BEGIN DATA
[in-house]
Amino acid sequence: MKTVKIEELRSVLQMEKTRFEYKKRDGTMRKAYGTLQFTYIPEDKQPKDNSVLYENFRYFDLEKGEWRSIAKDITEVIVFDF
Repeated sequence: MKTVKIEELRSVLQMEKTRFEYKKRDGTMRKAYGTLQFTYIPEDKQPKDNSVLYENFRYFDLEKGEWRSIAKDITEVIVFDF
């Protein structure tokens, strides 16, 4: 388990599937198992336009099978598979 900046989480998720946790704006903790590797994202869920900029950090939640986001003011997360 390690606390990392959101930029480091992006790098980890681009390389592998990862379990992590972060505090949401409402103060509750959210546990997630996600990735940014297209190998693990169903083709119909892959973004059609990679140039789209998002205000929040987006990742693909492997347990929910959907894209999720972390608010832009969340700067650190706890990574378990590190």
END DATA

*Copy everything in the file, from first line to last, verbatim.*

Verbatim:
[in-house]
Amino acid sequence: MKTVKIEELRSVLQMEKTRFEYKKRDGTMRKAYGTLQFTYIPEDKQPKDNSVLYENFRYFDLEKGEWRSIAKDITEVIVFDF
Repeated sequence: MKTVKIEELRSVLQMEKTRFEYKKRDGTMRKAYGTLQFTYIPEDKQPKDNSVLYENFRYFDLEKGEWRSIAKDITEVIVFDF
């Protein structure tokens, strides 16, 4: 388990599937198992336009099978598979 900046989480998720946790704006903790590797994202869920900029950090939640986001003011997360 390690606390990392959101930029480091992006790098980890681009390389592998990862379990992590972060505090949401409402103060509750959210546990997630996600990735940014297209190998693990169903083709119909892959973004059609990679140039789209998002205000929040987006990742693909492997347990929910959907894209999720972390608010832009969340700067650190706890990574378990590190």